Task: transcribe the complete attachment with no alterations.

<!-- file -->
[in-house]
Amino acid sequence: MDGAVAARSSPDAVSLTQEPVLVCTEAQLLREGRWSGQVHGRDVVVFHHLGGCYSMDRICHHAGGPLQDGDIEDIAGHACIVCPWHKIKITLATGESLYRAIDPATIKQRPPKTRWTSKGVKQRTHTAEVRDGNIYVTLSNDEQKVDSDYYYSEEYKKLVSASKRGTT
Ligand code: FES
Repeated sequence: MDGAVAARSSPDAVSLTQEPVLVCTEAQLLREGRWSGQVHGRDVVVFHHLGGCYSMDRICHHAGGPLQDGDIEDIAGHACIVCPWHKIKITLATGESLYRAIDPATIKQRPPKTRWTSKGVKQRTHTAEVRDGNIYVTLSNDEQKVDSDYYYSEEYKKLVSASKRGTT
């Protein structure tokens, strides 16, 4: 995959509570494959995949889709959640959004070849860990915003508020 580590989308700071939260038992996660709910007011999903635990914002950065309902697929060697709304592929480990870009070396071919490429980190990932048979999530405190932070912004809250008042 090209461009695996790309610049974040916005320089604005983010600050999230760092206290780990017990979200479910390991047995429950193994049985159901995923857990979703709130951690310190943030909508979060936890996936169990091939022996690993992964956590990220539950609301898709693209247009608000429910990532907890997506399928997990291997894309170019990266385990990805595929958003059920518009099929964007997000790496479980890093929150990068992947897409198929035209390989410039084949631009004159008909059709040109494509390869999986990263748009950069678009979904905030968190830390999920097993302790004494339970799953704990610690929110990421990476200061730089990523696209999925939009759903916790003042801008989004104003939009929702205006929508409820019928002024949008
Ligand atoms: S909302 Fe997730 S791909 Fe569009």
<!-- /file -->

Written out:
[in-house]
Amino acid sequence: MDGAVAARSSPDAVSLTQEPVLVCTEAQLLREGRWSGQVHGRDVVVFHHLGGCYSMDRICHHAGGPLQDGDIEDIAGHACIVCPWHKIKITLATGESLYRAIDPATIKQRPPKTRWTSKGVKQRTHTAEVRDGNIYVTLSNDEQKVDSDYYYSEEYKKLVSASKRGTT
Ligand code: FES
Repeated sequence: MDGAVAARSSPDAVSLTQEPVLVCTEAQLLREGRWSGQVHGRDVVVFHHLGGCYSMDRICHHAGGPLQDGDIEDIAGHACIVCPWHKIKITLATGESLYRAIDPATIKQRPPKTRWTSKGVKQRTHTAEVRDGNIYVTLSNDEQKVDSDYYYSEEYKKLVSASKRGTT
């Protein structure tokens, strides 16, 4: 995959509570494959995949889709959640959004070849860990915003508020 580590989308700071939260038992996660709910007011999903635990914002950065309902697929060697709304592929480990870009070396071919490429980190990932048979999530405190932070912004809250008042 090209461009695996790309610049974040916005320089604005983010600050999230760092206290780990017990979200479910390991047995429950193994049985159901995923857990979703709130951690310190943030909508979060936890996936169990091939022996690993992964956590990220539950609301898709693209247009608000429910990532907890997506399928997990291997894309170019990266385990990805595929958003059920518009099929964007997000790496479980890093929150990068992947897409198929035209390989410039084949631009004159008909059709040109494509390869999986990263748009950069678009979904905030968190830390999920097993302790004494339970799953704990610690929110990421990476200061730089990523696209999925939009759903916790003042801008989004104003939009929702205006929508409820019928002024949008
Ligand atoms: S909302 Fe997730 S791909 Fe569009």